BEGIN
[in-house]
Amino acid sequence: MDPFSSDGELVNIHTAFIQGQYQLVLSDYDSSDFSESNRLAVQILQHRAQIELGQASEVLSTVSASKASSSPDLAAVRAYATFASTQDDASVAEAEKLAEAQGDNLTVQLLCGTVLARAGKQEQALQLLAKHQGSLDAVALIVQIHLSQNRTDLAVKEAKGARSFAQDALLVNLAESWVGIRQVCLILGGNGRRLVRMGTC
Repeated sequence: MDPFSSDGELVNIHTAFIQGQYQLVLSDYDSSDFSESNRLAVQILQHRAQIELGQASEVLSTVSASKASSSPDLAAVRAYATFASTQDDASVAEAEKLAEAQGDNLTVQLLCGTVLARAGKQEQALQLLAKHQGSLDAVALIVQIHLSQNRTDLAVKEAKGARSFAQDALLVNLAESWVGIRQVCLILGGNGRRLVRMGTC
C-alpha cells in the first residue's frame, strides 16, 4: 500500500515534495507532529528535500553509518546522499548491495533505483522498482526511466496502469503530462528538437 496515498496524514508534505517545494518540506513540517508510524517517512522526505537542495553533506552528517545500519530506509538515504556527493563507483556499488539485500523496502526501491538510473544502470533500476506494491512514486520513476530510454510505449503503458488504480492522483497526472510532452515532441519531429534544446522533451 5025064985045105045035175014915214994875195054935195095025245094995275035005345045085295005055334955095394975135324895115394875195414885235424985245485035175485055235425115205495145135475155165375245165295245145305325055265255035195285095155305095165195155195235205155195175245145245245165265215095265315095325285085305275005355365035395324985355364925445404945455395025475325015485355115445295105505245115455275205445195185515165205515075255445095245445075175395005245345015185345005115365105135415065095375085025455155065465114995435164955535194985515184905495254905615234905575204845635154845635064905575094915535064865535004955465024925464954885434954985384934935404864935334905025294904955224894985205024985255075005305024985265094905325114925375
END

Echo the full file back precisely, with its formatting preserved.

[in-house]
Amino acid sequence: MDPFSSDGELVNIHTAFIQGQYQLVLSDYDSSDFSESNRLAVQILQHRAQIELGQASEVLSTVSASKASSSPDLAAVRAYATFASTQDDASVAEAEKLAEAQGDNLTVQLLCGTVLARAGKQEQALQLLAKHQGSLDAVALIVQIHLSQNRTDLAVKEAKGARSFAQDALLVNLAESWVGIRQVCLILGGNGRRLVRMGTC
Repeated sequence: MDPFSSDGELVNIHTAFIQGQYQLVLSDYDSSDFSESNRLAVQILQHRAQIELGQASEVLSTVSASKASSSPDLAAVRAYATFASTQDDASVAEAEKLAEAQGDNLTVQLLCGTVLARAGKQEQALQLLAKHQGSLDAVALIVQIHLSQNRTDLAVKEAKGARSFAQDALLVNLAESWVGIRQVCLILGGNGRRLVRMGTC
C-alpha cells in the first residue's frame, strides 16, 4: 500500500515534495507532529528535500553509518546522499548491495533505483522498482526511466496502469503530462528538437 496515498496524514508534505517545494518540506513540517508510524517517512522526505537542495553533506552528517545500519530506509538515504556527493563507483556499488539485500523496502526501491538510473544502470533500476506494491512514486520513476530510454510505449503503458488504480492522483497526472510532452515532441519531429534544446522533451 5025064985045105045035175014915214994875195054935195095025245094995275035005345045085295005055334955095394975135324895115394875195414885235424985245485035175485055235425115205495145135475155165375245165295245145305325055265255035195285095155305095165195155195235205155195175245145245245165265215095265315095325285085305275005355365035395324985355364925445404945455395025475325015485355115445295105505245115455275205445195185515165205515075255445095245445075175395005245345015185345005115365105135415065095375085025455155065465114995435164955535194985515184905495254905615234905575204845635154845635064905575094915535064865535004955465024925464954885434954985384934935404864935334905025294904955224894985205024985255075005305024985265094905325114925375